Time 0900 local
Lat N 38° 12.9
Lon W 73° 26.7′
135 miles Northeast of the entrance to Chesapeake Bay
The weather forecasts and sailing models all agreed: Hold your course, stay offshore, it will change. Sure enough, that’s exactly what happened. On schedule even.
Since we left Buzzards Bay the wind had been pretty steady out of the southwest. We have stayed close hauled for two days. This has taken us on a course more or less due south. While this is generally the direction we want to go, we were on a course the would have us over 200 miles off shore by the time we got to the latitude of Newport News, VA.
Last night exactly as predicted, the wind clocked to the west, and then the northwest, leaving us on a fast easy beam reach for the final approach to the bay.
We plan to head up the bay to Annapolis. As a major yachting hub, we can find supplies and services gathered together there that we either need, or might need as we tackle various maintenance projects. We called ahead to a sailmaker for an appointment to have their loft go over our sails, restitching seams, and fixing a few minor problems. A chance to have them looked over in detail. So… under the caption of “that figures” just as we are setting sail we get a small tear in the mainsail. We sailed down with just the jib and mizzen, which actually works quite well.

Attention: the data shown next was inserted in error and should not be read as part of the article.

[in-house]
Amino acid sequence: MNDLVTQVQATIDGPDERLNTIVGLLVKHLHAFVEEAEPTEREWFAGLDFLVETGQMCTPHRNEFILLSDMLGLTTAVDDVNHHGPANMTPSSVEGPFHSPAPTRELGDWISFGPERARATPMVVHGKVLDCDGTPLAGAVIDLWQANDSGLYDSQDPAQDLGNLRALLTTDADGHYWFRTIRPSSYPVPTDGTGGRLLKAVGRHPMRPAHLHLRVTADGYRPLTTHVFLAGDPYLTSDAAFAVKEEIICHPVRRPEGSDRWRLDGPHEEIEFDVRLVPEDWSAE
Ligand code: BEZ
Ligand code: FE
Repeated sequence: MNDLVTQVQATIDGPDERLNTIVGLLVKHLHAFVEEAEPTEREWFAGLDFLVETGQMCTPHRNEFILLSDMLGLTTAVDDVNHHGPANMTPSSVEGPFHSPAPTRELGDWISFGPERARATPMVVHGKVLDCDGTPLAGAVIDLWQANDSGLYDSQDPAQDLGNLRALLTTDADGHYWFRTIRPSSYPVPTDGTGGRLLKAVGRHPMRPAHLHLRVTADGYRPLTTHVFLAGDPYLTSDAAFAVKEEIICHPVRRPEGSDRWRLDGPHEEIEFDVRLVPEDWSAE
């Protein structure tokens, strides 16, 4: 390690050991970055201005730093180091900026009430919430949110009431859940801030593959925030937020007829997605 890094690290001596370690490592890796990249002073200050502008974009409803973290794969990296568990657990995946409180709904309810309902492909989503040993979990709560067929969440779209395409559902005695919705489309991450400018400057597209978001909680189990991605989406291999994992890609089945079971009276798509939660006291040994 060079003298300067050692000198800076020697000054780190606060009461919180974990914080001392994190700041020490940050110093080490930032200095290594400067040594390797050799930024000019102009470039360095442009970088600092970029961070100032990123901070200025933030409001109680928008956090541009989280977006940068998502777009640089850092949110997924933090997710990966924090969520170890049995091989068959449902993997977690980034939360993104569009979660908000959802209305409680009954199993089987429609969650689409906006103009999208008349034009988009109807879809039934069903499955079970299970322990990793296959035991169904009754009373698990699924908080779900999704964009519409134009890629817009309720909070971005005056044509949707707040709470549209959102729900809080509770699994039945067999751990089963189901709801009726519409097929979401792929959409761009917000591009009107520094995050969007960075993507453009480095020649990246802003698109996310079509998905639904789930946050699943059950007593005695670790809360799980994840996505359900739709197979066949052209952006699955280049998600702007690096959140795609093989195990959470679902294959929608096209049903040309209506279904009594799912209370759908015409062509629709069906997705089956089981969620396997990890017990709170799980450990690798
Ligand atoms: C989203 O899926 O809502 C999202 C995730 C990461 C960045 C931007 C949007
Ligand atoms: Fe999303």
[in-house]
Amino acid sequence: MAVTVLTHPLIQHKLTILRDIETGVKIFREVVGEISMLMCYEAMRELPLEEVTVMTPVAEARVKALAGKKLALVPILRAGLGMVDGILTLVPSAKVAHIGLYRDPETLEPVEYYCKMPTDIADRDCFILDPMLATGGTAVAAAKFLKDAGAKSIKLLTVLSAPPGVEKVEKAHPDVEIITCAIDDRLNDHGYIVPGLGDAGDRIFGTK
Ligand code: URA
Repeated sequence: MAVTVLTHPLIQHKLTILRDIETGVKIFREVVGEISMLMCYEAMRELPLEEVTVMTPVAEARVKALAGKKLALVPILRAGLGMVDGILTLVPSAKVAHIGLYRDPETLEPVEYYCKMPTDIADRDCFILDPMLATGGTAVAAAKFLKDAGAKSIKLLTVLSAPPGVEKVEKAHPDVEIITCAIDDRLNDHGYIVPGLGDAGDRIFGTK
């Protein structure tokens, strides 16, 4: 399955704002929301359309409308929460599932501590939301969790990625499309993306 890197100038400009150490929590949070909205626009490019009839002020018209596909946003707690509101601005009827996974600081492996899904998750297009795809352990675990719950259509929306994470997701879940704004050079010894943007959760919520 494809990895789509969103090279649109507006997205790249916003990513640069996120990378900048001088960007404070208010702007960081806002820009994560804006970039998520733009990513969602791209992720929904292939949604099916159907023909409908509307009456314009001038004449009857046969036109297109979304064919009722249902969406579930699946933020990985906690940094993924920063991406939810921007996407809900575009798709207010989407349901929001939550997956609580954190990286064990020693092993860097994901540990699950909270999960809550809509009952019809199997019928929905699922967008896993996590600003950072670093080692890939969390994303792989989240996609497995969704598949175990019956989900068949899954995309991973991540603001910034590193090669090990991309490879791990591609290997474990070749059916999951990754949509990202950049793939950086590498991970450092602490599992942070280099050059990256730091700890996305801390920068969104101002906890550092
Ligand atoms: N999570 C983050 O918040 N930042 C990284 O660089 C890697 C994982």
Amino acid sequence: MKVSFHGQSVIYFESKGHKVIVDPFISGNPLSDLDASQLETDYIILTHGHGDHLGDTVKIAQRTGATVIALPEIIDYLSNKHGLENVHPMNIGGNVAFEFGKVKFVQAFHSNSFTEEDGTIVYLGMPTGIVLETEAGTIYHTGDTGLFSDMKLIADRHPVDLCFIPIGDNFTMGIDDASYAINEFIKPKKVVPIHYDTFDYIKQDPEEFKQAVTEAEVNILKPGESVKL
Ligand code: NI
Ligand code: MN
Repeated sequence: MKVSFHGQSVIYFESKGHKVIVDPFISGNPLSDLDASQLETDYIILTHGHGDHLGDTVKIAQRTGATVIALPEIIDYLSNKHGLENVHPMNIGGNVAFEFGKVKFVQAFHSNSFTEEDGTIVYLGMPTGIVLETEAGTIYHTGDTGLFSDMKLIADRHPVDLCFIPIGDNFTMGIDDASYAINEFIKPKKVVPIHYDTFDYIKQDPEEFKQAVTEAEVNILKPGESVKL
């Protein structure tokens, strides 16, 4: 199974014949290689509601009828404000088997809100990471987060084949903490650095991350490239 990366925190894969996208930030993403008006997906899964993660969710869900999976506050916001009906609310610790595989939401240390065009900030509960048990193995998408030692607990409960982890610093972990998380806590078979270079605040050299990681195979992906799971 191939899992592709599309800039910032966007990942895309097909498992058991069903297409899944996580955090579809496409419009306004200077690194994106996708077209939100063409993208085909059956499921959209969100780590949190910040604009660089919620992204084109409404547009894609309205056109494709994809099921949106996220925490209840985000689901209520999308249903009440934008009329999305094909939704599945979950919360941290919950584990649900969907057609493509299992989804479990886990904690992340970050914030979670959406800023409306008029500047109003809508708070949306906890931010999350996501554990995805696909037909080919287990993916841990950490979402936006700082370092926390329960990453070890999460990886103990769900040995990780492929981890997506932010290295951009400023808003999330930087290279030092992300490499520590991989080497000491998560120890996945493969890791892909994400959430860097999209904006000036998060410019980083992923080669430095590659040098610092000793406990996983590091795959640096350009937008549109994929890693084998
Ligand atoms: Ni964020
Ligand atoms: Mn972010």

As I was writing the above paragraph, a shackle broke on the mizzen outhaul car leaving us without the use of the mizzen sail too! Fortunately, on this point of sail we can use the mizzen staysail and keep our speed up. I think I have the part to make this repair onboard.
Yesterday we encountered a large containership sailing out of New York. As we maneuvered to stay out of his way, I found my planned course change wasn’t working as I expected. Then I realized he had stopped. Very strange to see a 1200 foot long commercial ship hove to. Then Karen asked the critical question: Where is he headed? As soon as we noted the answer (Charleston) we knew what was up. He made his scheduled departure from NY, but didn’t want to be in Charleston as Hurricane Irma threatened.
Today we see the first signs of the distant storm on the water as a very long period swell from the south passes under us. A subtle, but powerful reminder of what’s happening a thousand miles to the south.